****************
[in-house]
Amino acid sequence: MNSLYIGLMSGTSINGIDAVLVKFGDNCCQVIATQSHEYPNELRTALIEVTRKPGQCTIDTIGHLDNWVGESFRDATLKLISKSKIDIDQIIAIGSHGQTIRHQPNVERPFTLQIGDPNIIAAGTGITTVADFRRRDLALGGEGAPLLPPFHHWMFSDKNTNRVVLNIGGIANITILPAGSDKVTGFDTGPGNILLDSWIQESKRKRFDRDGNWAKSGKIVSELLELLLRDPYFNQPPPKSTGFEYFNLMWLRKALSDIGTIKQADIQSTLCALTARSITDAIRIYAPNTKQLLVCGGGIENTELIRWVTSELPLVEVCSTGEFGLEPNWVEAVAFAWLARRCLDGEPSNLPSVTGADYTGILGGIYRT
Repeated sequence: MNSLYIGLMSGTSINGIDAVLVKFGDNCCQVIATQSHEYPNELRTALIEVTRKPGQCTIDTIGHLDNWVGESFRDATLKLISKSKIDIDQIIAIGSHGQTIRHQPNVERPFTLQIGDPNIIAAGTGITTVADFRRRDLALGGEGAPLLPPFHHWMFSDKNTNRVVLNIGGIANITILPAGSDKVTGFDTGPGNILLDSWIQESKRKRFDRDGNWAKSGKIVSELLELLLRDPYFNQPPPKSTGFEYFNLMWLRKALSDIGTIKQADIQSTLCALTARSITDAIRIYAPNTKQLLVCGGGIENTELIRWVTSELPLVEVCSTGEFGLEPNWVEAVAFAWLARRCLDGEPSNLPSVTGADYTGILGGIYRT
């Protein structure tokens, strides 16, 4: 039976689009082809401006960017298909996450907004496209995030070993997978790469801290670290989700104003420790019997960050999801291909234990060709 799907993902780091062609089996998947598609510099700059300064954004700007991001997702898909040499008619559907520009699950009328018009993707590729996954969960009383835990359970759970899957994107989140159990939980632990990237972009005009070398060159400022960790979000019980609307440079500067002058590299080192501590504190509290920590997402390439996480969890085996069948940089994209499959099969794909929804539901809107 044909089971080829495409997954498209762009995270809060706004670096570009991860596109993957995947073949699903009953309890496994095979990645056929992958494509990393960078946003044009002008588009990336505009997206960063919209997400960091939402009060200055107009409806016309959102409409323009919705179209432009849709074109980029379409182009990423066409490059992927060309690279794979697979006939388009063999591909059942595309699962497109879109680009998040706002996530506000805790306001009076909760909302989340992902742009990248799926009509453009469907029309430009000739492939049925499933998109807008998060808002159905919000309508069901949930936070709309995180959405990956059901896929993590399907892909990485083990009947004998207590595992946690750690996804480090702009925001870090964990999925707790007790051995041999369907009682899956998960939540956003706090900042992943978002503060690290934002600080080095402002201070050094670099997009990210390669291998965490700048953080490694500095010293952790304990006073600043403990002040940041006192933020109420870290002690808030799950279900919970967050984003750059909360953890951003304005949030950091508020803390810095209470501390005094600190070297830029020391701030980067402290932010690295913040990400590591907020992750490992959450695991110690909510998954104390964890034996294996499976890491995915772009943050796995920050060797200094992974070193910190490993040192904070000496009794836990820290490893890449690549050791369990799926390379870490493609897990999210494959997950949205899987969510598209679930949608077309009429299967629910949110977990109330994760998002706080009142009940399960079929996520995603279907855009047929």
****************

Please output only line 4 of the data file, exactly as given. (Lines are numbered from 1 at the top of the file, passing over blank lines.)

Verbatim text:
């Protein structure tokens, strides 16, 4: 039976689009082809401006960017298909996450907004496209995030070993997978790469801290670290989700104003420790019997960050999801291909234990060709 799907993902780091062609089996998947598609510099700059300064954004700007991001997702898909040499008619559907520009699950009328018009993707590729996954969960009383835990359970759970899957994107989140159990939980632990990237972009005009070398060159400022960790979000019980609307440079500067002058590299080192501590504190509290920590997402390439996480969890085996069948940089994209499959099969794909929804539901809107 044909089971080829495409997954498209762009995270809060706004670096570009991860596109993957995947073949699903009953309890496994095979990645056929992958494509990393960078946003044009002008588009990336505009997206960063919209997400960091939402009060200055107009409806016309959102409409323009919705179209432009849709074109980029379409182009990423066409490059992927060309690279794979697979006939388009063999591909059942595309699962497109879109680009998040706002996530506000805790306001009076909760909302989340992902742009990248799926009509453009469907029309430009000739492939049925499933998109807008998060808002159905919000309508069901949930936070709309995180959405990956059901896929993590399907892909990485083990009947004998207590595992946690750690996804480090702009925001870090964990999925707790007790051995041999369907009682899956998960939540956003706090900042992943978002503060690290934002600080080095402002201070050094670099997009990210390669291998965490700048953080490694500095010293952790304990006073600043403990002040940041006192933020109420870290002690808030799950279900919970967050984003750059909360953890951003304005949030950091508020803390810095209470501390005094600190070297830029020391701030980067402290932010690295913040990400590591907020992750490992959450695991110690909510998954104390964890034996294996499976890491995915772009943050796995920050060797200094992974070193910190490993040192904070000496009794836990820290490893890449690549050791369990799926390379870490493609897990999210494959997950949205899987969510598209679930949608077309009429299967629910949110977990109330994760998002706080009142009940399960079929996520995603279907855009047929």